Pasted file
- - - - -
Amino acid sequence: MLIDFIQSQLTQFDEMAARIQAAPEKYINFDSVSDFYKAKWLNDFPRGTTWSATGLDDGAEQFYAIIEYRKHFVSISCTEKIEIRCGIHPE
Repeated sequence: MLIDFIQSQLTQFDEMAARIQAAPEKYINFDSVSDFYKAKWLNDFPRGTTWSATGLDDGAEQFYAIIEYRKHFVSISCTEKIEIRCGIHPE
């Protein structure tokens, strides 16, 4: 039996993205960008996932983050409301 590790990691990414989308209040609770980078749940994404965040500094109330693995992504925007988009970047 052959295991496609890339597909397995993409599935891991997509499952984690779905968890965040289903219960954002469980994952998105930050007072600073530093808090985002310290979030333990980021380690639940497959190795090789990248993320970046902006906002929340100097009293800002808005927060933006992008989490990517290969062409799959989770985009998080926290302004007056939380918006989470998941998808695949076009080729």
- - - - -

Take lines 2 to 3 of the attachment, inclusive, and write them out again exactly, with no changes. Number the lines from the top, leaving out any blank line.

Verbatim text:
Repeated sequence: MLIDFIQSQLTQFDEMAARIQAAPEKYINFDSVSDFYKAKWLNDFPRGTTWSATGLDDGAEQFYAIIEYRKHFVSISCTEKIEIRCGIHPE
């Protein structure tokens, strides 16, 4: 039996993205960008996932983050409301 590790990691990414989308209040609770980078749940994404965040500094109330693995992504925007988009970047 052959295991496609890339597909397995993409599935891991997509499952984690779905968890965040289903219960954002469980994952998105930050007072600073530093808090985002310290979030333990980021380690639940497959190795090789990248993320970046902006906002929340100097009293800002808005927060933006992008989490990517290969062409799959989770985009998080926290302004007056939380918006989470998941998808695949076009080729």